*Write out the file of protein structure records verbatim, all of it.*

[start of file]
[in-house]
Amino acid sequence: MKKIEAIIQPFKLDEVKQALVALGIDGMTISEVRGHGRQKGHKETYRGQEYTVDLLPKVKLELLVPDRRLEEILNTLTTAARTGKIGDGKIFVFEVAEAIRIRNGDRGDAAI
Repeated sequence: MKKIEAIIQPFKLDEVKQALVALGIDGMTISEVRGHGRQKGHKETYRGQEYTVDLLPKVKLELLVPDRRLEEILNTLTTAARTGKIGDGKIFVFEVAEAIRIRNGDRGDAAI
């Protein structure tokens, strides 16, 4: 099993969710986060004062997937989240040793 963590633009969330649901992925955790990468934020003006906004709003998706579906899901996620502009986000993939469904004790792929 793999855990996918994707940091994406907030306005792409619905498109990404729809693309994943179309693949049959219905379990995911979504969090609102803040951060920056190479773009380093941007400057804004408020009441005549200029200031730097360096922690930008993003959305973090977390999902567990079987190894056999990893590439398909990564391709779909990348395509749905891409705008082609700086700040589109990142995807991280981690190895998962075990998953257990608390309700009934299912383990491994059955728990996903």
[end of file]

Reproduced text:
[in-house]
Amino acid sequence: MKKIEAIIQPFKLDEVKQALVALGIDGMTISEVRGHGRQKGHKETYRGQEYTVDLLPKVKLELLVPDRRLEEILNTLTTAARTGKIGDGKIFVFEVAEAIRIRNGDRGDAAI
Repeated sequence: MKKIEAIIQPFKLDEVKQALVALGIDGMTISEVRGHGRQKGHKETYRGQEYTVDLLPKVKLELLVPDRRLEEILNTLTTAARTGKIGDGKIFVFEVAEAIRIRNGDRGDAAI
């Protein structure tokens, strides 16, 4: 099993969710986060004062997937989240040793 963590633009969330649901992925955790990468934020003006906004709003998706579906899901996620502009986000993939469904004790792929 793999855990996918994707940091994406907030306005792409619905498109990404729809693309994943179309693949049959219905379990995911979504969090609102803040951060920056190479773009380093941007400057804004408020009441005549200029200031730097360096922690930008993003959305973090977390999902567990079987190894056999990893590439398909990564391709779909990348395509749905891409705008082609700086700040589109990142995807991280981690190895998962075990998953257990608390309700009934299912383990491994059955728990996903």